Over the next five years, the most important advances in computation will arrive in the form of human-machine interface: a new kind of UI that allows digital devices and systems to properly support sophisticated, collaborative business processes and professional workflows.
The devices and interfaces we use today are focused on access to the ‘far content’ of the web and the ‘far computing’ of the cloud. These are the main commercial and technical innovations of the last 20 years. (And these backend components are indeed powerful and desirable.)
But such prolonged attention to the web and cloud has allowed a temporary vacuum to form around what we might call the front end of professional computing. So to fill the vacuum is an opportunity!
A proper professional computing system must be able to address lots of pixels all at once: if necessary an entire roomful of pixels, including displays on multiple walls and all the pixels that people bring with them on laptops and mobile devices, all joined together into a continuous, interoperable canvas.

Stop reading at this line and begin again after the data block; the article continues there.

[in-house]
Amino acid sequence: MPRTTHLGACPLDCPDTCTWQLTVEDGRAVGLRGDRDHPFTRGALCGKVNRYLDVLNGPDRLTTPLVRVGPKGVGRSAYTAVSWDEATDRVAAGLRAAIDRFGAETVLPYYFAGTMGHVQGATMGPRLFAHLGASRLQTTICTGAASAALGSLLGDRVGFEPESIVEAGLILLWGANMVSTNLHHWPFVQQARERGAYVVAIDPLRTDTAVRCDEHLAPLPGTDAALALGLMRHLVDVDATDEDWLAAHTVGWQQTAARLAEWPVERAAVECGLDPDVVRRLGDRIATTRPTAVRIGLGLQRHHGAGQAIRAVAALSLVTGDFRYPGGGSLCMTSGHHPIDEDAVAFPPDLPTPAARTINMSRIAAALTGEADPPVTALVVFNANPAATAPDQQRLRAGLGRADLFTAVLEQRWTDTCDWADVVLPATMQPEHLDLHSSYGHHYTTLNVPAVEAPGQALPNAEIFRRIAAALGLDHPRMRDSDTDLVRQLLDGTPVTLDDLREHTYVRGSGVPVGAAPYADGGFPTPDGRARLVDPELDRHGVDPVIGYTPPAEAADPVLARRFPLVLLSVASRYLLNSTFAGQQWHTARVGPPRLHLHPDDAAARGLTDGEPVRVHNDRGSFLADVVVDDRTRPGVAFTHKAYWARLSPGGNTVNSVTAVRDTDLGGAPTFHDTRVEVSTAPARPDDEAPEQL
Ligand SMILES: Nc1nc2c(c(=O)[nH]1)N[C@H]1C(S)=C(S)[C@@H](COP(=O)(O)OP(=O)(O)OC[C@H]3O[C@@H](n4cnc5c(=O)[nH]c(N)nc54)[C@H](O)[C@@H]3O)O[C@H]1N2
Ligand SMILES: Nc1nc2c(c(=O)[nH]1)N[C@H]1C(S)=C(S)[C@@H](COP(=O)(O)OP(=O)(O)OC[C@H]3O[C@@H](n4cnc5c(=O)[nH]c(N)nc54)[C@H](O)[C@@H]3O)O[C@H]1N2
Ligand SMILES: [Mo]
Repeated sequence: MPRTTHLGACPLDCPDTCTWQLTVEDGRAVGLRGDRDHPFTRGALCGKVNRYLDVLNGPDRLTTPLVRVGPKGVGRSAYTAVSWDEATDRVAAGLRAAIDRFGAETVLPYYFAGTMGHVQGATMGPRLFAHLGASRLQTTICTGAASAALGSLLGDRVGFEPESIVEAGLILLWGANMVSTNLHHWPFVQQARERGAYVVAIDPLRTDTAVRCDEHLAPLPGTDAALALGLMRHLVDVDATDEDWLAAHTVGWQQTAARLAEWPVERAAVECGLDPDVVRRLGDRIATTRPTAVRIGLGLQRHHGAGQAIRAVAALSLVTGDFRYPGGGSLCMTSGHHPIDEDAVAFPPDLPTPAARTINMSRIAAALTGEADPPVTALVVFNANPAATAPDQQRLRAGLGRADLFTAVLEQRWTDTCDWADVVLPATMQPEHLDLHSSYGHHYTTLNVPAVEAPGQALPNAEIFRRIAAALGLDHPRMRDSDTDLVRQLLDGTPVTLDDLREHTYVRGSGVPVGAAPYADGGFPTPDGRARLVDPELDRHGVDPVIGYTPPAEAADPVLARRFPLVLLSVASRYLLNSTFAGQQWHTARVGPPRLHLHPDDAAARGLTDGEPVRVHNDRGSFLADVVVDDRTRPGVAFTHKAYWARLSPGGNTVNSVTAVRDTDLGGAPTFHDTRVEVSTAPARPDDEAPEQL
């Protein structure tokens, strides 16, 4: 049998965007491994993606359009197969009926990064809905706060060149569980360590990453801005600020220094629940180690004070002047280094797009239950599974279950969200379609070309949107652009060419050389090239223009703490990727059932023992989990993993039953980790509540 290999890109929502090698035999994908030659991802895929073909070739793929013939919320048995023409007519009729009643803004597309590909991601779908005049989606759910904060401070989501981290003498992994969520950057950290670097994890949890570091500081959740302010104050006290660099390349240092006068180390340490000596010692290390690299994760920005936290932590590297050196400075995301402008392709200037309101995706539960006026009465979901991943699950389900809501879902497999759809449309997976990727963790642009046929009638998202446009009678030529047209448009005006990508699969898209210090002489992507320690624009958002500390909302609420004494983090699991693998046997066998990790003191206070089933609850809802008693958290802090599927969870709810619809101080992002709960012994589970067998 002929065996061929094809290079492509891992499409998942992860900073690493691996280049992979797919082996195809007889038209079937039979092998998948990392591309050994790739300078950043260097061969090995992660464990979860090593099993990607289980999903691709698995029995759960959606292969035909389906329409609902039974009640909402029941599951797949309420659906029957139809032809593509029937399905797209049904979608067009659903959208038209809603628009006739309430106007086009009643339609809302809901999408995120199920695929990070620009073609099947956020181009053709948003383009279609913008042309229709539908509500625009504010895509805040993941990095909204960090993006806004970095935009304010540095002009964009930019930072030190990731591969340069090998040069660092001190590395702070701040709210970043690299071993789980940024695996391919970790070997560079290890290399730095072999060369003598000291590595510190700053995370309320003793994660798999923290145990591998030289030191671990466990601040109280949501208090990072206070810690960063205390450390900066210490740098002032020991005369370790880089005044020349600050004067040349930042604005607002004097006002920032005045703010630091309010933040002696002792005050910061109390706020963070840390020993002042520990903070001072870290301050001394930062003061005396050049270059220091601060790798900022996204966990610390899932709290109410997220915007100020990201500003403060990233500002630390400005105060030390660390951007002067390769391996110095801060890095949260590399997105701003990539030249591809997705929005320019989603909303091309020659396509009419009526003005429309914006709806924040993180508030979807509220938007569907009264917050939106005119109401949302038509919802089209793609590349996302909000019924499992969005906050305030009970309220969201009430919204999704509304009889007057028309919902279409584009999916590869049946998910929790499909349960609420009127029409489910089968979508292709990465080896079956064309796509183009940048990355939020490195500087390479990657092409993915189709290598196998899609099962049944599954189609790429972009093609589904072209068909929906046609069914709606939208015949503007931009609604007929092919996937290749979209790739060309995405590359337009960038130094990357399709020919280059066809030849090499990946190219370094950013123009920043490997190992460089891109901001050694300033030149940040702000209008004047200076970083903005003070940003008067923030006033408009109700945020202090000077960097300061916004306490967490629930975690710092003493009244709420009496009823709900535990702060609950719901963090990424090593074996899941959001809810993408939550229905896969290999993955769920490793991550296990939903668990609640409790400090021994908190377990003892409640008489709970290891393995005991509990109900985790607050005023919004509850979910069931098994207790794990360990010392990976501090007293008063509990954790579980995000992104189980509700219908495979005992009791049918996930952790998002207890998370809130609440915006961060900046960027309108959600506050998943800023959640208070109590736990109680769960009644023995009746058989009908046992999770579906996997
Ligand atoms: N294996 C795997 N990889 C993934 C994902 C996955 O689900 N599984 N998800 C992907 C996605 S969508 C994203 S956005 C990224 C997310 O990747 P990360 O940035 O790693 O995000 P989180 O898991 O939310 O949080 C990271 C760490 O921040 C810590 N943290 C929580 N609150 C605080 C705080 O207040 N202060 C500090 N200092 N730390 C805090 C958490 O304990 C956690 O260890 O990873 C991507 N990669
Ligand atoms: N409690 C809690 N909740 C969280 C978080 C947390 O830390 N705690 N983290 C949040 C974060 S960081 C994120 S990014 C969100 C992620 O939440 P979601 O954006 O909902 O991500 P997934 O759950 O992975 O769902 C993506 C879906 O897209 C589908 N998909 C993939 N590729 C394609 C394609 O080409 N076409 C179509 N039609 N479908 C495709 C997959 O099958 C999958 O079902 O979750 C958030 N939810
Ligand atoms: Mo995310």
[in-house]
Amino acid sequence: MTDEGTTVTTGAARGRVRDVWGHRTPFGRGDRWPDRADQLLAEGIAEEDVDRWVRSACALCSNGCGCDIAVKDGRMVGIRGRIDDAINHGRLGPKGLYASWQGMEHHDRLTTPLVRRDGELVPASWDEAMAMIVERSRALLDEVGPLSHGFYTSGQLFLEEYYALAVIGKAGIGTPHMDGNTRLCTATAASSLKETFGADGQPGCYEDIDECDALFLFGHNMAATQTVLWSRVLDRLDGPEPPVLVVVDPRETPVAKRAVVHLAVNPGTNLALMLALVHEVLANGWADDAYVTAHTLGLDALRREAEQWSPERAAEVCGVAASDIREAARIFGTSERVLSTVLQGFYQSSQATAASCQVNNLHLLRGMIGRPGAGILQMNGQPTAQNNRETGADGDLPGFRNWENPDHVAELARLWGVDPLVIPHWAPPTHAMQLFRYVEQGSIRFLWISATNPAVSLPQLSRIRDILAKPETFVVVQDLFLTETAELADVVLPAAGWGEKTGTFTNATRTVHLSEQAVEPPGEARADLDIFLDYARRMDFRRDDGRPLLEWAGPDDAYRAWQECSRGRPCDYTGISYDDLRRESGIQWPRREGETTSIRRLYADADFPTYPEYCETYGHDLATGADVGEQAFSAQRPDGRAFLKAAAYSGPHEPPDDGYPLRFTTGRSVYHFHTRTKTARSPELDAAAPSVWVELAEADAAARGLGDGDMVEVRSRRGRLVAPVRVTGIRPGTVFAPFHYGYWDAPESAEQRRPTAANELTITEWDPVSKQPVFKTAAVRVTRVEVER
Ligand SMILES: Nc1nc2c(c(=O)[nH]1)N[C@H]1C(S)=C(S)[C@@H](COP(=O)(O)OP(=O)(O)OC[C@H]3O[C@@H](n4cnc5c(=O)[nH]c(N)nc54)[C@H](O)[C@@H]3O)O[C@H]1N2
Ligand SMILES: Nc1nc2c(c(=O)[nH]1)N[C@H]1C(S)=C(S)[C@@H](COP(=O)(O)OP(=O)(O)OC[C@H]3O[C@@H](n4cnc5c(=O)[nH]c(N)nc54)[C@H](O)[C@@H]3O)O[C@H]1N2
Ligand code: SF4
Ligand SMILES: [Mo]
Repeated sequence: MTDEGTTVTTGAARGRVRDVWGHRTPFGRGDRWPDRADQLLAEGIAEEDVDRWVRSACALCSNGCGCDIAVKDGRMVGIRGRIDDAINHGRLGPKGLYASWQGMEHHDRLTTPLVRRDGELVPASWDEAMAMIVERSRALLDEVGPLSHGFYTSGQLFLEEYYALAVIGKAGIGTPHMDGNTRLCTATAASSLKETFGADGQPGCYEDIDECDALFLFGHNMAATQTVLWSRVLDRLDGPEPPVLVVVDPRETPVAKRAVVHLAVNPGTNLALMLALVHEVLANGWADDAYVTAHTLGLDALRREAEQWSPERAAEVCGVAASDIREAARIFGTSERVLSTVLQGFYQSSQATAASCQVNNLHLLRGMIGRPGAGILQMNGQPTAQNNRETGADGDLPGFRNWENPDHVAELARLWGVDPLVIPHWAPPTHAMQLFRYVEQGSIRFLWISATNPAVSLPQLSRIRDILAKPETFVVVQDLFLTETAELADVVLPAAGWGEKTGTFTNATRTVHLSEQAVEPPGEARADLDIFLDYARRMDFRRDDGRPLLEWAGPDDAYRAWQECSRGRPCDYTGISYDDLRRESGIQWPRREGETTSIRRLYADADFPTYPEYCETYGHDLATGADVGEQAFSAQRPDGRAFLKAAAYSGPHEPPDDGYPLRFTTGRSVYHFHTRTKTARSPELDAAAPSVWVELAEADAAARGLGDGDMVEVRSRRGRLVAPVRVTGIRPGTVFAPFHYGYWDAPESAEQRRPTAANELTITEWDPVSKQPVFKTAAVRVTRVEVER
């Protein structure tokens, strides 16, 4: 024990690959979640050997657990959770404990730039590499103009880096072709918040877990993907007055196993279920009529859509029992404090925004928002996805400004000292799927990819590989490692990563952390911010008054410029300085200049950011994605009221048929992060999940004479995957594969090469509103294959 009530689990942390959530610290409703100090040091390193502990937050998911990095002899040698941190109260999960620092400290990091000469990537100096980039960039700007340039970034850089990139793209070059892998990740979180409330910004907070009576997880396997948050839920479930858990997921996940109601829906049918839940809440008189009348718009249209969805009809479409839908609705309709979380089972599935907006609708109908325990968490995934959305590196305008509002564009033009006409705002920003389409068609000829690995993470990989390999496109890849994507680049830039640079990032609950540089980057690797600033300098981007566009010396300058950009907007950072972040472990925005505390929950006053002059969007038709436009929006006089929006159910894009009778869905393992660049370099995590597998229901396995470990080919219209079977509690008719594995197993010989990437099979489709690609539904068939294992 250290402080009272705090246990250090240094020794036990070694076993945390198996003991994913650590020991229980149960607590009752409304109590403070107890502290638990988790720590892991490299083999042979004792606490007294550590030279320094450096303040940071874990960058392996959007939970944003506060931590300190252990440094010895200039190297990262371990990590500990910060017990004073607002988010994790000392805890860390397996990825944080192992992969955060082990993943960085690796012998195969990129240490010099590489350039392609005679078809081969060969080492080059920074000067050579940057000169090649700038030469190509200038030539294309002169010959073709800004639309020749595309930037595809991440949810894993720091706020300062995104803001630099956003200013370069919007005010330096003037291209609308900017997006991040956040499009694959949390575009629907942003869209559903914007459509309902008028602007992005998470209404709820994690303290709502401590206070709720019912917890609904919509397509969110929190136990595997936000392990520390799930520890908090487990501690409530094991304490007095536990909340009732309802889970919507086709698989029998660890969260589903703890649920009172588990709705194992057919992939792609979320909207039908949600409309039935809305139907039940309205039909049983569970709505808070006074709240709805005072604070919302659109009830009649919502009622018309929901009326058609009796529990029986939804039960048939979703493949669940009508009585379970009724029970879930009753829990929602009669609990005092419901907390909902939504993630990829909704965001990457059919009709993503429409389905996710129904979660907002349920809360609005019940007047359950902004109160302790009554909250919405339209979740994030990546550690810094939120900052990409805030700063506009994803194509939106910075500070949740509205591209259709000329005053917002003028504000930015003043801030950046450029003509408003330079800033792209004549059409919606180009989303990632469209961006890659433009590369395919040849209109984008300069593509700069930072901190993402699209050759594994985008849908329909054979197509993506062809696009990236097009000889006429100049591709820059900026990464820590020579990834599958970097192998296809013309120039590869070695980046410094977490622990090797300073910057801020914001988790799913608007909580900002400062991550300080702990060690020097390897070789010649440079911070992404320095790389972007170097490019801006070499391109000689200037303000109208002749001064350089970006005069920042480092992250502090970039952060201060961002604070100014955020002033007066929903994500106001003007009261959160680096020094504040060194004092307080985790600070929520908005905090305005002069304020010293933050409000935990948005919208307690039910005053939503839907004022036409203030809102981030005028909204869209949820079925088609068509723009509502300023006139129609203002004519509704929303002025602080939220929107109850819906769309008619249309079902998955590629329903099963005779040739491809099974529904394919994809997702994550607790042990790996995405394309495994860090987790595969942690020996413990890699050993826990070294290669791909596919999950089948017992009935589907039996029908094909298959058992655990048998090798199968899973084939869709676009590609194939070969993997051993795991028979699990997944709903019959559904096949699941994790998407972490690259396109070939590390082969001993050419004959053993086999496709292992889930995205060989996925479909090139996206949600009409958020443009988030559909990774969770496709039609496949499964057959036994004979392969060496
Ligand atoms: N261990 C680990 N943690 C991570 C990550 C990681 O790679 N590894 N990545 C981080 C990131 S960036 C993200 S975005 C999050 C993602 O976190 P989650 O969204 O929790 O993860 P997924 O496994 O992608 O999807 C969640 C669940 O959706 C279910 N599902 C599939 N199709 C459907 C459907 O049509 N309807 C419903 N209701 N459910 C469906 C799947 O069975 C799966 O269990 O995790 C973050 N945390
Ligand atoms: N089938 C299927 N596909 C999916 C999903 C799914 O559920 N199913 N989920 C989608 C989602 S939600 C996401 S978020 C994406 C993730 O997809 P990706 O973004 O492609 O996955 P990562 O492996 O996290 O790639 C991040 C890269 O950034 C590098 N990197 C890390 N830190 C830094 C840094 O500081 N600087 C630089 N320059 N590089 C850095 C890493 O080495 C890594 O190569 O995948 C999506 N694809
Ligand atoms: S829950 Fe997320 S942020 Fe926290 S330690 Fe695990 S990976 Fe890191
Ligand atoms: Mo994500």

This is the scale of modern work. It must allow parallel control and manipulation from multiple participants at the same time, using a variety of different personal devices and input modalities. This is how modern people operate. It must be able to connect to other similar systems far away, to enable distributed design and engineering, analysis and synthesis, and real-time decision making.
This is how the modern world runs.
What makes all this work is a UI that prescribes underlying system architecture (instead of deriving from it), a UI that is immensely capable yet entirely natural, that feels like the real world, that is exhilarating to use.
Companies that embrace this evolved way of working will gain an enormous competitive advantage.
Let’s get to work.